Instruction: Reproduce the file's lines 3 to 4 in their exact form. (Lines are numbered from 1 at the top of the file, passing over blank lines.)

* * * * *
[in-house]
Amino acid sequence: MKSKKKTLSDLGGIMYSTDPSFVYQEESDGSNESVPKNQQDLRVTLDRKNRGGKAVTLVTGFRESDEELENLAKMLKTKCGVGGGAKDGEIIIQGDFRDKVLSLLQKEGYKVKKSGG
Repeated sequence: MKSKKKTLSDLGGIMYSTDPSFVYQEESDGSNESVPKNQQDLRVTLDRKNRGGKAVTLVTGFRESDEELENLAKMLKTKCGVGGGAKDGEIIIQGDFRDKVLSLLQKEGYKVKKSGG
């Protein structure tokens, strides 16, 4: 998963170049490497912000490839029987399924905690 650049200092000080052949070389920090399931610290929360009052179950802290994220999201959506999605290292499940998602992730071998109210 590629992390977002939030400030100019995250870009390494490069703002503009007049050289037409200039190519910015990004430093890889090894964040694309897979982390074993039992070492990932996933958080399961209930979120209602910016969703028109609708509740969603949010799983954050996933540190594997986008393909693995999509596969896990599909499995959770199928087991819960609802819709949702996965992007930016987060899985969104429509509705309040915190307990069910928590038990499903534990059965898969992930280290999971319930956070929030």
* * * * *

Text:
Repeated sequence: MKSKKKTLSDLGGIMYSTDPSFVYQEESDGSNESVPKNQQDLRVTLDRKNRGGKAVTLVTGFRESDEELENLAKMLKTKCGVGGGAKDGEIIIQGDFRDKVLSLLQKEGYKVKKSGG
């Protein structure tokens, strides 16, 4: 998963170049490497912000490839029987399924905690 650049200092000080052949070389920090399931610290929360009052179950802290994220999201959506999605290292499940998602992730071998109210 590629992390977002939030400030100019995250870009390494490069703002503009007049050289037409200039190519910015990004430093890889090894964040694309897979982390074993039992070492990932996933958080399961209930979120209602910016969703028109609708509740969603949010799983954050996933540190594997986008393909693995999509596969896990599909499995959770199928087991819960609802819709949702996965992007930016987060899985969104429509509705309040915190307990069910928590038990499903534990059965898969992930280290999971319930956070929030």